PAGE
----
We began to gear up for the 2015 Delaware Antique show in mid-September. This was close on the heels of a busy Summer and Fall, following the opening of the new gallery. It was a new and far easier experience putting together the show from the gallery. The result was another great show in Delaware. The attendees are intelligent and well informed enthusiasts. The proximity of the show to Winterthur Museum seems to attract them and it is a pleasure to have them in our booth. They were eager to purchase furniture this year, which was good because we had a much larger booth along the back wall. The booth was almost twice a wide and full of nearly 20 clocks of various forms and even more furniture and decorations. Click here to view a brief video showing a portion of the booth.
Please be sure to visit us at our new gallery around the holidays and definitely join us next year in Delaware.
I am happy to share with my readers the news that we are signed up for the new Metropolitan Show in New York this January 2011. You are the first to know! The show replaces The American Antiques Show (TAAS) which has been held the last ten years at The metropolitan Pavilion in January. Just as previous shows have been for the benefit of The Folk Art Museum, the preview party for the new Metro Show will benefit the Museum as well.
The new promoter of the show is The Art Fair Company Inc. They are recognized for their very upscale art shows such as the highly regarded SOFA Shows in Chicago, New York and Santa Fe. Along with the fresh new face of the show, their goal is to preserve the core appeal of the TAAS Show, but to add some more contemporary art to the mix. I look forward to seeing some dealers in new categories such as outsider art and photography. I think this will be an excellent addition.
We want to encourage the collectors of folk art and American antiques who have historically attended the show to return in January, but we would like to see some younger faces as well. By adding some contemporary art to the show, I look forward to attracting more 30 and 40 somethings, who may just find that they like these old things that we call “antiques”.
I’ll have to stop calling this an “antiques show”. I certainly don’t want to frighten off any of my loyal collectors of antiques who would be disinclined to attend something called a “fair”. The fact is, younger collectors of art call these events “fairs”, and they would be disinclined to attend something called an “antiques show”. We all need to get together and enjoy the mix of fine art and antiques. So if you are one of my clients, who has never been to a “fair”, please be sure to visit us in January. No matter what they call the event, you can rest assured that you’ll always find some terrific objects in my booth! You’ll not be disappointed!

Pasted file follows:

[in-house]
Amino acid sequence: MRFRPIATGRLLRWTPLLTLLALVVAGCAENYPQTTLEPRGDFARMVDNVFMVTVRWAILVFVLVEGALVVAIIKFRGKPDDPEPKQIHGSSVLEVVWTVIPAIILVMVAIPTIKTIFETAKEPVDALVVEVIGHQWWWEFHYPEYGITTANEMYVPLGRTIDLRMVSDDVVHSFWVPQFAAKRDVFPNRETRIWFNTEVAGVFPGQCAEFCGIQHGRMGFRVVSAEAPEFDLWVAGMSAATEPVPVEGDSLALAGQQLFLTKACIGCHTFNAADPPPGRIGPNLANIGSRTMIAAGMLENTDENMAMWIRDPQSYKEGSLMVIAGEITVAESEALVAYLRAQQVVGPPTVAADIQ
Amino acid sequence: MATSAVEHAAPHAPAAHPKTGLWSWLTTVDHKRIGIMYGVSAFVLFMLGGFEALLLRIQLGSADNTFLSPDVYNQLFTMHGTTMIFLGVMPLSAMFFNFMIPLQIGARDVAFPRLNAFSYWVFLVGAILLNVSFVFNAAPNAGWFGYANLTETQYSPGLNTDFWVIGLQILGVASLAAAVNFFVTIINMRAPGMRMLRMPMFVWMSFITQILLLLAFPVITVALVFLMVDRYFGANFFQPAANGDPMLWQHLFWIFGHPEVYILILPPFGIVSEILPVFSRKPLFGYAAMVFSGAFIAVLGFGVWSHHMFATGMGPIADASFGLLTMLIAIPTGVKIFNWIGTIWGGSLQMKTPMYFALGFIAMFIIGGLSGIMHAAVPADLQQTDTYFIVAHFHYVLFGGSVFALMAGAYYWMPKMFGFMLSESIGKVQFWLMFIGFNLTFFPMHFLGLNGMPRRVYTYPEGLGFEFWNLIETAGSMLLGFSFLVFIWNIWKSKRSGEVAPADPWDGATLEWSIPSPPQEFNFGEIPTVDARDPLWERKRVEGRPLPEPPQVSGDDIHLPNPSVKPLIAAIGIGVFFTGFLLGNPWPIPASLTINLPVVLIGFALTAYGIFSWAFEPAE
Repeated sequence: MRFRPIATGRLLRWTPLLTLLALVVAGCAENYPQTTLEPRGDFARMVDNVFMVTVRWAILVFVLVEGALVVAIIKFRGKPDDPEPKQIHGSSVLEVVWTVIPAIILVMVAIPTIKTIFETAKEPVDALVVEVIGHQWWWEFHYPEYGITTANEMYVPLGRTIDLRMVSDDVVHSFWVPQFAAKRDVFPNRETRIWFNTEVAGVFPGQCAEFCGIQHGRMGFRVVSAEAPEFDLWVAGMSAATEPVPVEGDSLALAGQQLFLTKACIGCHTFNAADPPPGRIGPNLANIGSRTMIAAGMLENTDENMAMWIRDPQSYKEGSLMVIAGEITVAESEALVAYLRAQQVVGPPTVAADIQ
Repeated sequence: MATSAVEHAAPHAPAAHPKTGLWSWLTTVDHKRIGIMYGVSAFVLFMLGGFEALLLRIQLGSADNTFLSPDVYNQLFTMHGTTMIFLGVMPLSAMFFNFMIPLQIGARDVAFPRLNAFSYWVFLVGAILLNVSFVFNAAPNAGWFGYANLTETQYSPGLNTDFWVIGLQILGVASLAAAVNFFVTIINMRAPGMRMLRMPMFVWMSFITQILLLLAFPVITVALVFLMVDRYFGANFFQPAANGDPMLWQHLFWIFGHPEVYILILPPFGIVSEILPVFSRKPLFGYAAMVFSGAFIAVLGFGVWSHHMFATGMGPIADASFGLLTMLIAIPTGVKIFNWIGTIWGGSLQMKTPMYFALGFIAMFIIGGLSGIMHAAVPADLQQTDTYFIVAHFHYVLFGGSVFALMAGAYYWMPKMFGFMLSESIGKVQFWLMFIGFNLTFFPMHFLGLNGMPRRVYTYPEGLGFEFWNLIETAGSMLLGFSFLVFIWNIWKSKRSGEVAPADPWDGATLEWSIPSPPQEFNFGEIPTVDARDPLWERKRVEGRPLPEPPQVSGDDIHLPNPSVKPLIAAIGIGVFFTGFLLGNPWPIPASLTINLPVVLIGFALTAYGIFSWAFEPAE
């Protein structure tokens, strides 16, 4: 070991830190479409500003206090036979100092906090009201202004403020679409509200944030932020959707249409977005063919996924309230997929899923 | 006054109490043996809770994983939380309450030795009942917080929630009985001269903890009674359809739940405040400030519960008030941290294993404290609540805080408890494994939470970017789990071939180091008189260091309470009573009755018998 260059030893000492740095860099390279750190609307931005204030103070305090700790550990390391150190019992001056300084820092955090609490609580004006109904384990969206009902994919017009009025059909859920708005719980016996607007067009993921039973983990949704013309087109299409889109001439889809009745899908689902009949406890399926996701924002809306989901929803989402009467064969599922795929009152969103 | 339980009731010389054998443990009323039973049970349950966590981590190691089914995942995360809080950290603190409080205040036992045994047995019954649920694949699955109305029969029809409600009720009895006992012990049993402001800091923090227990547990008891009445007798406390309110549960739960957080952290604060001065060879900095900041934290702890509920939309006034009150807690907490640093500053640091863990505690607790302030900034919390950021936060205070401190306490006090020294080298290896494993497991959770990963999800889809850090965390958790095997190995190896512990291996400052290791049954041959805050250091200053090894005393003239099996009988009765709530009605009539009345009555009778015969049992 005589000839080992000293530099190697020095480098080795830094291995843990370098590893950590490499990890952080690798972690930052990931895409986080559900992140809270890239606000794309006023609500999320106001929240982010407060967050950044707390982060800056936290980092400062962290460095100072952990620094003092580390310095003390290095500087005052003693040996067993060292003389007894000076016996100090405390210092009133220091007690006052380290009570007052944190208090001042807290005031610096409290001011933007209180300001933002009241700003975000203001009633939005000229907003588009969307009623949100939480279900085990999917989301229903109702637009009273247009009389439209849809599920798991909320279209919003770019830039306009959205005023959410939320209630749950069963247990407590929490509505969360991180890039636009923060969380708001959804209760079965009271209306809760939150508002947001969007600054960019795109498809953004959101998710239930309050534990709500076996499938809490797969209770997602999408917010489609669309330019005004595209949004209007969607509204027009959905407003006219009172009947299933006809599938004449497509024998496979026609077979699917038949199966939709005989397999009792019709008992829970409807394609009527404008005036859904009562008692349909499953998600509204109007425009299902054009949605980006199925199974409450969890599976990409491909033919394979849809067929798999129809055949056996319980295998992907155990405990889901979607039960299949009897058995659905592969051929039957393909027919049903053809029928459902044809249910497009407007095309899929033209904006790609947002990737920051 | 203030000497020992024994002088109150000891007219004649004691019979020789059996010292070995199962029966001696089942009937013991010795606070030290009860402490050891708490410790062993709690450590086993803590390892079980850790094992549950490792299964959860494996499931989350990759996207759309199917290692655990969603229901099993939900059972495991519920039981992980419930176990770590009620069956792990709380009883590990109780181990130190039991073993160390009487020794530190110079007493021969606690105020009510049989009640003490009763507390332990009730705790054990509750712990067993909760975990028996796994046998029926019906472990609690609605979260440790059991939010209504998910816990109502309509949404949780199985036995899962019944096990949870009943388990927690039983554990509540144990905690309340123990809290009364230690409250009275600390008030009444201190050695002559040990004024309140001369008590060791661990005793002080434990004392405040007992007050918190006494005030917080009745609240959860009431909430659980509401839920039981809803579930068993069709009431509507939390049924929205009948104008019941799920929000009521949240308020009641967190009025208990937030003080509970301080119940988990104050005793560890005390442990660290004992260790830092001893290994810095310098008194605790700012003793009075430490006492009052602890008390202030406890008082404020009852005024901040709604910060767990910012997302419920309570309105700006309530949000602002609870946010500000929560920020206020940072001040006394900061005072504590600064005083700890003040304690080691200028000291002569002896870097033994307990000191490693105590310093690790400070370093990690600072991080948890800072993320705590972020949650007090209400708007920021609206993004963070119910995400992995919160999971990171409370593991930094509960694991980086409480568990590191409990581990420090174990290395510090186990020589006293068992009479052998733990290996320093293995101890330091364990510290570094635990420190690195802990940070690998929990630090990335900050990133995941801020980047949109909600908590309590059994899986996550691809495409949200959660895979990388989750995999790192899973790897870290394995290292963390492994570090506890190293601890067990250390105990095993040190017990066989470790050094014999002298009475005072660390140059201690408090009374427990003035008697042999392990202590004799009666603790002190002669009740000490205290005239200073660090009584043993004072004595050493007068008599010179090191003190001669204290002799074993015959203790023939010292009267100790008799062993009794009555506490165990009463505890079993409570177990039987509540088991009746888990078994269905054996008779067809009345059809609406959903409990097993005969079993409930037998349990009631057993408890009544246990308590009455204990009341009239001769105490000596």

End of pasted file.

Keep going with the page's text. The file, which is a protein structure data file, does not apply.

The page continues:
The American Antiques Show, held in New York during antiques week will no longer be the place to find us in January. In the midst of financial difficulties, The Folk Art Museum has chosen not to continue with the show that has come to be known as TAAS. The museum has turned the show over to The Art Fair Company, an organization that runs high end art shows. Under the new management, it apparently will be quite a different show. Karen DiSaia has done a great job of managing the show for the museum, but based on what I know about The Art Fair Company, I'm sure the new show will be terrific. Even though the name and ownership of the show will change, the Folk Art Museum will still benefit from the gala preview party. I'm looking forward to learning more about the show and the possibly of being an exhibitor.
Leigh and Leslie, the keno Brothers of Antiques Roadshow fame have a new show on Fox. It is called “Buried Treasure”. The new show is similar to, but different than their old PBS show which was called Find!. As with the old show, they travel the country visiting people who have objects that may have significant value. What sets Buried Treasure apart from the old show is the personal component. Leigh told me that they are looking for situations where the value of the objects can potentially make a significant difference in the lives of the owners. The problem with this scenario is that it eliminates a great number of the possible guests and makes it much more difficult to find good houses to visit. I don’t know how they accomplish what they do. The twins are just a few months older than I am, but I wouldn’t dream of trying to fit what they do into a day. I’m tired just thinking about it. In addition to filming the show this summer, Leigh has his auction coming up later this month and Leslie has a sale at Sotheby’s. Good luck with the new show guys.